Over the last 50 years I have visited public gardens all over the world in places like Japan, India, China, Greece, France etc. I have also visited many gardens in the UK.

I have been particularly interested in Japanese gardens and their representation of Nature and gardens displaying a wide range of plants in a natural setting.

Here are some of those gardens:

Daisen Inn Temple, Kyoto, Japan

In the Summer of 1996 in the same year that I bought The Cascades, I visited Kyoto, Japan. I wanted to re-visit one of the most famous and inspiring gardens The Daisen In, at Daitoku ji Monastery, Kyoto. I arranged to sit with the Abbot at 8.30am to have a tea ceremony and discussion with him on the meditation platform beside the garden. I admired the miniature garden of rocks, raked gravel and miniature trees representing a mountain valley and river going under a stone bridge and was inspired. I was fascinated and my spirit uplifted by the peaceful representation of a mountain valley.

The aim of a Japanese garden is typically to create a representation of nature in which human involvement is concealed and the garden at Daisen In was a superb example.

Bressingham Dell garde

Bressingham Gardens. The Dell Garden

Bressingham Gardens date back to the 1950’s when Alan Bloom converted his 150acres of land into the largest perennial nursery in Europe. His 5 acre Dell Garden introduced the idea of planting oval beds of perennials rather than straight borders along a wall or fence and displays a fabulous collection of flowers.

Hidcote Manor, Gloucestershire, UK

I have visited Hidcote many times over the years.The garden is divided into a series of ‘outdoor rooms’, each with its own character.Each garden room provides a new view and range of plants in which to sit and enjoy. The formality of the ‘rooms’ melts away as you move through the garden away from the house.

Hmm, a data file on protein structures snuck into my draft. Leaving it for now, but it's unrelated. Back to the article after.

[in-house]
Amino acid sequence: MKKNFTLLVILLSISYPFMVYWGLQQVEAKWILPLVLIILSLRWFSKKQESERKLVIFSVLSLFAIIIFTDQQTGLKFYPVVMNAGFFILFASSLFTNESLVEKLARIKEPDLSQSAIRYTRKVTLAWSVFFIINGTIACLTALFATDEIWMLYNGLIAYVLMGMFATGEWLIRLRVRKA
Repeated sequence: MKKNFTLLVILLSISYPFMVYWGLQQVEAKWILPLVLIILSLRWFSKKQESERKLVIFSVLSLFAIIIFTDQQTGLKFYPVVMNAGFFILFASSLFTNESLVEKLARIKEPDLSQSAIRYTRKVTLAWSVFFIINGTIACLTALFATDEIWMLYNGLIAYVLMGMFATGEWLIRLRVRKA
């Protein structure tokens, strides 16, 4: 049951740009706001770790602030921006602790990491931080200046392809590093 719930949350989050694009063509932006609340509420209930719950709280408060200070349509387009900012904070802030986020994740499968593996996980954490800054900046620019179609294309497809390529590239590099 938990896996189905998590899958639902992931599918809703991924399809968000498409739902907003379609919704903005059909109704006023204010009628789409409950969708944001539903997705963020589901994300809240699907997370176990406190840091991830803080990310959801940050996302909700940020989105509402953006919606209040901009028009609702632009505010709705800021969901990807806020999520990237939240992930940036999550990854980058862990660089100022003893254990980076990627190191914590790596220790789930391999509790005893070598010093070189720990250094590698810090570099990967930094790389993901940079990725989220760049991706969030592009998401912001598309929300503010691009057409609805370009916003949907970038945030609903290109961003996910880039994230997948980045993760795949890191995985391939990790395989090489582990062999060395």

Passion for plants

Lawrence Johnston created the garden at Hidcote and was passionate about plants. He went to endless trouble and expense to find unusual varieties that would bring colour, scent, shape and texture to the garden from all over the world.

Foggy Bottom, Conifer garden, Bressingham, Norfolk

In the early 1970’s I visited this garden in it’s creative phase. Planted by Adrian Bloom this 6 acre conifer garden has developed significantly over the last 40 years to show how conifers can be laid out and under planted with great success.

In 2016 I re-visited the garden and was lucky enough to meet its creator Adrian Bloom. We discussed under planting of conifer and he recommended his book Blooms best perennials

One of the good things about conifers is that they show their form and texture all year round particularly when underplanted with grasses and other evergreen plants.

You can read more about my spiritual journey, which lead to the development of my garden for mindfulness and wellbeing at my blog website, gardenforwellbeing.com.  There you will find out about how to develop the techniques for gardening for wellbeing.